IBM breakthrough could lead to data storage media 100 times more dense than now

Result was from manipulating atoms individually, not the ideal manufacturing method

I can't say I've ever really needed to know this, but, according to IBM researchers, storing a single bit of data on a disk drive requires one million atoms of magnetized storage medium.

The only reason it's important to know that now is that IBM's Almaden Research Center is touting a new approach to magnetic storage that requires as few as 12 atoms worth of medium to store a single bit of data.

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Existing magnetic storage media – hard drives, just to stick to one form factor – are designed with all the magnetic poles of all the atoms aligned in the same direction.

When they're exposed to a magnetic field, ferromagnetic materials like iron, nickel and other metals used in storage media line up and coordinate not only their magnetic poles, but the orbits of unpaired electrons as well.

The opposite condition – antiferromagnetism – in materials such as manganese oxide causes atoms to align head-to-foot so that the North magnetic pole of each atom seeks the South magnetic pole of another.

That focuses more of the magnetic field within the material itself. Because all the atoms expose the same magnetic pole in the same direction, the magnetic field in ferromagnetic materials reaches farther, and is easier to read than antiferromagnetism.

Similar magnetic poles push each other apart powerfully enough to levitate mag-lev bullet trains, or create more distance between atoms in a magnetic storage medium than would be the case if all those aligned magnetic poles weren't so repelled by one another.

The IBM Almaden center used the attraction of anti-ferromagnetic atoms to create a swathe of material with a much denser magnetic palette than typical ferromagnetic surfaces.

The atoms attract one another so closely and create a storage surface so dense that they can store more than 100 times as much data on the same number of atoms as more traditional media, according to Andreas Heinrich, the IBM Almaden researcher who led the research to develop the denser medium.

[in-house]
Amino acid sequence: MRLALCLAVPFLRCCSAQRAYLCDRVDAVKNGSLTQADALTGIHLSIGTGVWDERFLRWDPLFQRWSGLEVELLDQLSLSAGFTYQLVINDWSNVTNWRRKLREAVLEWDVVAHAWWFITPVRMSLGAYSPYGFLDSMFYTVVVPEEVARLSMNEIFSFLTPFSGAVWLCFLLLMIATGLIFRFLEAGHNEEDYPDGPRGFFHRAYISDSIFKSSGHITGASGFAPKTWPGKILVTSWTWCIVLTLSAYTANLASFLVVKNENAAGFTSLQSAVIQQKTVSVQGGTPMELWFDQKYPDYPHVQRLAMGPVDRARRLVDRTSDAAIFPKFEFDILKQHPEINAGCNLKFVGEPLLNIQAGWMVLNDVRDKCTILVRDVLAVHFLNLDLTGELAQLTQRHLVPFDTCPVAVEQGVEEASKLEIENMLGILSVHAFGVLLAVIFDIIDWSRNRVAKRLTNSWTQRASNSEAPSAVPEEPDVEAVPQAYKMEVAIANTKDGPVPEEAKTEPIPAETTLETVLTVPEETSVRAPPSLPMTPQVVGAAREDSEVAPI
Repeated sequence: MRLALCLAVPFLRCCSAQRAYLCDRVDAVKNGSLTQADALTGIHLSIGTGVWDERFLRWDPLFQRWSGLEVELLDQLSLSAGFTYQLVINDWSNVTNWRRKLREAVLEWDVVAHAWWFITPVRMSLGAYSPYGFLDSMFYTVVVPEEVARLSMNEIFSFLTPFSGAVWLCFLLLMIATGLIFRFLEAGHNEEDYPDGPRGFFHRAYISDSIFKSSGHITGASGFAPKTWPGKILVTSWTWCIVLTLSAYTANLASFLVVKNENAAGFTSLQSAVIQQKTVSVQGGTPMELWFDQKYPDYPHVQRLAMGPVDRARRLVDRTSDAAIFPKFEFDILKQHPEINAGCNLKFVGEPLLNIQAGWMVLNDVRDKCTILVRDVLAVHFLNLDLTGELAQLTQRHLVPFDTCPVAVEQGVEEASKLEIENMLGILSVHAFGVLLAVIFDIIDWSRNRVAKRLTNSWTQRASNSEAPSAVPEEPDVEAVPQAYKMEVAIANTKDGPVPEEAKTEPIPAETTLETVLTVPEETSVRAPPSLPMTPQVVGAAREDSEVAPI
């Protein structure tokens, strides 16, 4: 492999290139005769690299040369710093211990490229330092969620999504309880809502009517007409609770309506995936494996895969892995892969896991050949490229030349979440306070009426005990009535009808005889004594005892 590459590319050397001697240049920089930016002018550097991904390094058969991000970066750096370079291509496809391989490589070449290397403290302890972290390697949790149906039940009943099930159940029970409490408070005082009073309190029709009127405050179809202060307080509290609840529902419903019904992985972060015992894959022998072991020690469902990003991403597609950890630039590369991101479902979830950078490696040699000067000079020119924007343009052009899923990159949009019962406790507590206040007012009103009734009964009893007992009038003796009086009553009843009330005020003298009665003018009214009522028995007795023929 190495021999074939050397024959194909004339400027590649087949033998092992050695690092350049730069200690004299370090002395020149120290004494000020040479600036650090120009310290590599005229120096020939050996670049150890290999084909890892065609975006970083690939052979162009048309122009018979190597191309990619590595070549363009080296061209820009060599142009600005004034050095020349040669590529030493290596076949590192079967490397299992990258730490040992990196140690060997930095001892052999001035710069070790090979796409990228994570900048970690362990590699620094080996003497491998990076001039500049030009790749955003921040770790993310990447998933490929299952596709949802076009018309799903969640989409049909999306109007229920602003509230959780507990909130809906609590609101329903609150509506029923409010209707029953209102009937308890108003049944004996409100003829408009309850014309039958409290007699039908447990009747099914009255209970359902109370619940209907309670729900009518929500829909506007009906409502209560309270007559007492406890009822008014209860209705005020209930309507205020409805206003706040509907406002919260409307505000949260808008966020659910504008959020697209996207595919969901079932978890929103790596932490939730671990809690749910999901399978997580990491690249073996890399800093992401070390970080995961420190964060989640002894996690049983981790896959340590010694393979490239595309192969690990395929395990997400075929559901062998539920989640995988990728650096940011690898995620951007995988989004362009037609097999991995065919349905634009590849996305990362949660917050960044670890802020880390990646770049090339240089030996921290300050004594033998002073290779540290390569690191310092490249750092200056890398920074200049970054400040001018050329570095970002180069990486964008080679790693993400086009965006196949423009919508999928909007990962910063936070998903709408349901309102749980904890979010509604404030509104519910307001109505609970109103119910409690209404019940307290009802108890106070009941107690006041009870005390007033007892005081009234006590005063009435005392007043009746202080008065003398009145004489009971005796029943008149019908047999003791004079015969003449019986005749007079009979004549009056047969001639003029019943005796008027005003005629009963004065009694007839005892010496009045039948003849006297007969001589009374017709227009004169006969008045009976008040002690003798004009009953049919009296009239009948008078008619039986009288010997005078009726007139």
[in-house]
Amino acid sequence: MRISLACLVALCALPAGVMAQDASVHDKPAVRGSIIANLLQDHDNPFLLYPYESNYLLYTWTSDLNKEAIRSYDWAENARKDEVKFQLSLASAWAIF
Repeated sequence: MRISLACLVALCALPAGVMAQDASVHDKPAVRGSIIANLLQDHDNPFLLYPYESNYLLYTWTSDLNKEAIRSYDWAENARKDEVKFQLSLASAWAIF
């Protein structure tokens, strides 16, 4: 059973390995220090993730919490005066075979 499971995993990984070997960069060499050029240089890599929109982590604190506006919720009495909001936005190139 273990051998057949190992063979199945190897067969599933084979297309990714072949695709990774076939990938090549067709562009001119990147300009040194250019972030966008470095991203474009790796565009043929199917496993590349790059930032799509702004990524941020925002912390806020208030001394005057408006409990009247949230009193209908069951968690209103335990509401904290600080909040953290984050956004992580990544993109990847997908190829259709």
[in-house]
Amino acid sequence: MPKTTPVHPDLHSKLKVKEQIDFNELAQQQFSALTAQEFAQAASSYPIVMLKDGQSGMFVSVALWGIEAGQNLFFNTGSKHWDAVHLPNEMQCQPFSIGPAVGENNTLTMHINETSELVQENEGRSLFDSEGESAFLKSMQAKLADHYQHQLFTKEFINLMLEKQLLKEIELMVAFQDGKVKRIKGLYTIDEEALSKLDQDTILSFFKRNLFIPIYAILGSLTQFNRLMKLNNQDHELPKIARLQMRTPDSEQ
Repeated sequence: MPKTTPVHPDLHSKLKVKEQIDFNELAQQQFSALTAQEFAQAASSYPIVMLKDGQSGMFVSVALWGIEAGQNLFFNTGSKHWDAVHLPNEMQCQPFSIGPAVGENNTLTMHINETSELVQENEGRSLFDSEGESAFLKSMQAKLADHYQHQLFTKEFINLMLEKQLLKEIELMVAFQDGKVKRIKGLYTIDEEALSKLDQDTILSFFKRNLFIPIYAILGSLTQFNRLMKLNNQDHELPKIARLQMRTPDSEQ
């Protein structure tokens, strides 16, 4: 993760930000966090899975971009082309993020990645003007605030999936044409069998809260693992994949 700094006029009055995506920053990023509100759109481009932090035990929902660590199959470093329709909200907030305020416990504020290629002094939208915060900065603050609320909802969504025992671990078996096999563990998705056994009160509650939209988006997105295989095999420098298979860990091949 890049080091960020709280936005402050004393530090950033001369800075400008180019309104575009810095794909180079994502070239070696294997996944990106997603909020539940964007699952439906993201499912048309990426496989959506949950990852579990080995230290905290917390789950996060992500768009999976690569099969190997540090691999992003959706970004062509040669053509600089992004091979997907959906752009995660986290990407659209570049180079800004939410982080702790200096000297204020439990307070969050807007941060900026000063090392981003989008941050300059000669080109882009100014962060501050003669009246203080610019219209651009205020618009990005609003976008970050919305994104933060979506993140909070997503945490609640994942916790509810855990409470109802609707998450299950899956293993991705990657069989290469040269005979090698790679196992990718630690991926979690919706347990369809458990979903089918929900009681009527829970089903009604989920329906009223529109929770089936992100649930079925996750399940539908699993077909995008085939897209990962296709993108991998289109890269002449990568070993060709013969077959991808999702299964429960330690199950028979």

The paper describing their work was published in the current issue of Science.

The big problem with the new medium is the amount of work it takes to create it and temperature required to make it work.

The IBMers used a scanning, tunneling microscope to position and align individual atoms into the configuration they wanted.

They accomplished their storage goal – storing characters for IBM's slogan THINK – using an array of 96 atoms at a temperature close to absolute zero. At room temperature it would take about 150 atoms to accomplish the same goal, Heinrich said.

While denser storage media could make storage much more efficient and ultimately cheaper, the amount of effort and temperature required for this experiment don't encourage do-it-yourself imitators.

The equipment to see individual atoms – let alone manipulate them into useful shapes – costs far too much to be practical in anything but a research context.

The Almaden team is working on ways to make antiferromagnetic storage pracdital for mass manufacture, but are actually more interested in the potential to explore the quantum-mechanical behavior of small numbers of aligned antiferromagnetic atoms.

In very small numbers the atoms display some quantum mechanical characteristics, raising the possibility that the slot for each data bit could be both a "1" and a "0" simultaneously, paving the way for more reliable quantum computing materials, Heinrich told the NYT.

"It took a room full of equipment worth about 1 million dollars and a whole lot of sweat," to get the 96-atom configuration to work, Heinrich said. "The atoms are in a very regular pattern because we put them there. "Nobody knows how to make that cost effective in manufacturing…that’s the core issue of nanotechnology."

Read more of Kevin Fogarty's CoreIT blog and follow the latest IT news at ITworld. Follow Kevin on Twitter at @KevinFogarty. For the latest IT news, analysis and how-tos, follow ITworld on Twitter and Facebook.

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